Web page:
For at least one group of first-graders, a newly acquired skill is helping them to find a way to stay connected with their teacher.
Just before Spring Break, Emily Ruble and her Briarwood students studied letter writing. They practiced writing capital letters, adding commas, addressing envelopes, and signing letters.
When schools were closed in March, Ruble saw a new opportunity for students to learn even more. She wrote handwritten letters to each of her students’ households. She also included an addressed, stamped envelope so students could write back if they wanted.
While Ruble expressed she wants her students to practice letter-writing skills, she emphasized that was far from the point of the activity. Ruble says she wanted each student to know, despite varying access to technology, students can still connect with trusted individuals.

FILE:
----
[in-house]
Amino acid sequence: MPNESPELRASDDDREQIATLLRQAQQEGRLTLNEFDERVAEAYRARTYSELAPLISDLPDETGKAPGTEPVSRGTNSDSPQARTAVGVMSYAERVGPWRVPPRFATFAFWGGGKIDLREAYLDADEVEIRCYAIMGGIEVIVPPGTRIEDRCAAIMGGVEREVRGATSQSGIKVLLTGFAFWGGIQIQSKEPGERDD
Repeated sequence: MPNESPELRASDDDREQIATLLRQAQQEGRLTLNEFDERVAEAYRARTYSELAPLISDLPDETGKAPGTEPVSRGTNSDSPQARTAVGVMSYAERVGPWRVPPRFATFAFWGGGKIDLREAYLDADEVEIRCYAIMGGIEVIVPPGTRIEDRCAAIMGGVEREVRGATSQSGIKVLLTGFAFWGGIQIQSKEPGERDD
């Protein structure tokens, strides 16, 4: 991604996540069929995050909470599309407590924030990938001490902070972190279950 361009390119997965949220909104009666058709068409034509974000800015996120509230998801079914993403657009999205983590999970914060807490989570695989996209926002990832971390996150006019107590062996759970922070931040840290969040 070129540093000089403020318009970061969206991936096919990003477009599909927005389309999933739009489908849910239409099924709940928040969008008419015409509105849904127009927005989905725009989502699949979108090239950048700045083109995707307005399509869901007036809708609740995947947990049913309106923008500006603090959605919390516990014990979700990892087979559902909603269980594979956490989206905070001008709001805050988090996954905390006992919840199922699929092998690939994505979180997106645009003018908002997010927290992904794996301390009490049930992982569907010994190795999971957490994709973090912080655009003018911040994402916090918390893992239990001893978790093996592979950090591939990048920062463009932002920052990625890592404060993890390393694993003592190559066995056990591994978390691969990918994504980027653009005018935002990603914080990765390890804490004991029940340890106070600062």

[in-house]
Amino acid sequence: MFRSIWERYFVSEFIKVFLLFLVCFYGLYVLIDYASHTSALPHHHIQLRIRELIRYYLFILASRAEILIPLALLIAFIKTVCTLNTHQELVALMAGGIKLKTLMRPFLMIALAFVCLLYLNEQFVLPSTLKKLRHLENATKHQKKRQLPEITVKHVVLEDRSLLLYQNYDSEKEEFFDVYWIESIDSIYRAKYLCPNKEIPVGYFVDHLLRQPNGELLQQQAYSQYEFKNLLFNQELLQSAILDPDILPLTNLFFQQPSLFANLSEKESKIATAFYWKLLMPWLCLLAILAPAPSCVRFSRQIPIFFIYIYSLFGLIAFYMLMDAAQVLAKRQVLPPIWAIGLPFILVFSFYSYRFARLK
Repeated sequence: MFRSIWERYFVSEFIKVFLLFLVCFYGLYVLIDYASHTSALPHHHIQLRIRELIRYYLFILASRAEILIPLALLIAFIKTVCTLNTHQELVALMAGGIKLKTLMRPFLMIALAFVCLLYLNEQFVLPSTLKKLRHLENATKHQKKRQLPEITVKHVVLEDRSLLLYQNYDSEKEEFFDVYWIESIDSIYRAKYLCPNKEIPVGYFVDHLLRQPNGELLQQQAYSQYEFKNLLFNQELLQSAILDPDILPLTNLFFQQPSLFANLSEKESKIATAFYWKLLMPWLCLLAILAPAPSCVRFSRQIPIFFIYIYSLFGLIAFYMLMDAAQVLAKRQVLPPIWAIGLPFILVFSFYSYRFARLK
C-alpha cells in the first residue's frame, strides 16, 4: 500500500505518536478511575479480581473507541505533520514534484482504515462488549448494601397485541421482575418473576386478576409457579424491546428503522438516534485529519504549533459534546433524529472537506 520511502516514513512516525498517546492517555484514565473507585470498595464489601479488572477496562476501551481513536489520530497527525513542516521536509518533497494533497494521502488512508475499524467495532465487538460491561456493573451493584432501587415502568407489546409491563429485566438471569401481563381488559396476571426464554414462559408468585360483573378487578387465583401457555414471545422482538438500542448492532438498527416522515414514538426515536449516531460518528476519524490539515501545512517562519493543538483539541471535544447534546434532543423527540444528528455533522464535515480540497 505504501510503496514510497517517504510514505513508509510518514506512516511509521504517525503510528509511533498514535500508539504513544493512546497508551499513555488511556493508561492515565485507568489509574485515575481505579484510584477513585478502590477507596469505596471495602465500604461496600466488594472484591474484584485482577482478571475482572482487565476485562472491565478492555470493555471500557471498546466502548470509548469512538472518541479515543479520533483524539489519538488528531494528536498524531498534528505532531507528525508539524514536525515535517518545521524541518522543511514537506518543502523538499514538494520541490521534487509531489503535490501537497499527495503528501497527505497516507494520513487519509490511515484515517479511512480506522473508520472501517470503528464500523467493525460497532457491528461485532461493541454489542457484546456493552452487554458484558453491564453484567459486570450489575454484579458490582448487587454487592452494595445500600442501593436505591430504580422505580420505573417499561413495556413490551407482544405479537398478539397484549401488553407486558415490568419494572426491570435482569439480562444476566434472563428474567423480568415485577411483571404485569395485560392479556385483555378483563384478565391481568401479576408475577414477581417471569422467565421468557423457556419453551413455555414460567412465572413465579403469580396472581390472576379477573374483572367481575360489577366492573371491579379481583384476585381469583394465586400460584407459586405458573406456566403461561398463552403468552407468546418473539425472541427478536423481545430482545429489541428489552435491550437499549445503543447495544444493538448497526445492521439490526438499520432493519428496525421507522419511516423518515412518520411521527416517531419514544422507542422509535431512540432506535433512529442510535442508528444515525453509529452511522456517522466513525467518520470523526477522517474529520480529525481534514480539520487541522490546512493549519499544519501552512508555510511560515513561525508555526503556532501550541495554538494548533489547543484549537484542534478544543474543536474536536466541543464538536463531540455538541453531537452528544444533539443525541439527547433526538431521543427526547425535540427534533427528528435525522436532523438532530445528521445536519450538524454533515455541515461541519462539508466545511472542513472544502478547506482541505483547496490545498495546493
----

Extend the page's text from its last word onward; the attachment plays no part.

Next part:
“I want my students to learn what a good feeling it is to get a letter addressed to you in your mail, and how to give someone else that joy too,” Ruble added. “Mostly, I want them to know that I genuinely want to hear how they are doing, what they’re up to, and how they feel. I’m not necessarily worried about their spelling, handwriting, or punctuation.”
Ruble noted she was also intentional about acknowledging what her students might be feeling.
“I told my students we would not be coming back to school this year and that it is okay if that seemed weird or made them nervous,” Ruble said. “I told them I was nervous, too.”
Ruble also shared details about her dog, Nipsey, about putting a puzzle together, and encouraged students to write back.
“It worked!” Ruble exclaimed. “I’ve been getting a few letters each day. It has been an amazing project. Kids are so resilient. They are telling me about baking, making forts, about the books they’ve read. They’re having fun, and it makes being apart seem a little bit okay for the moment.”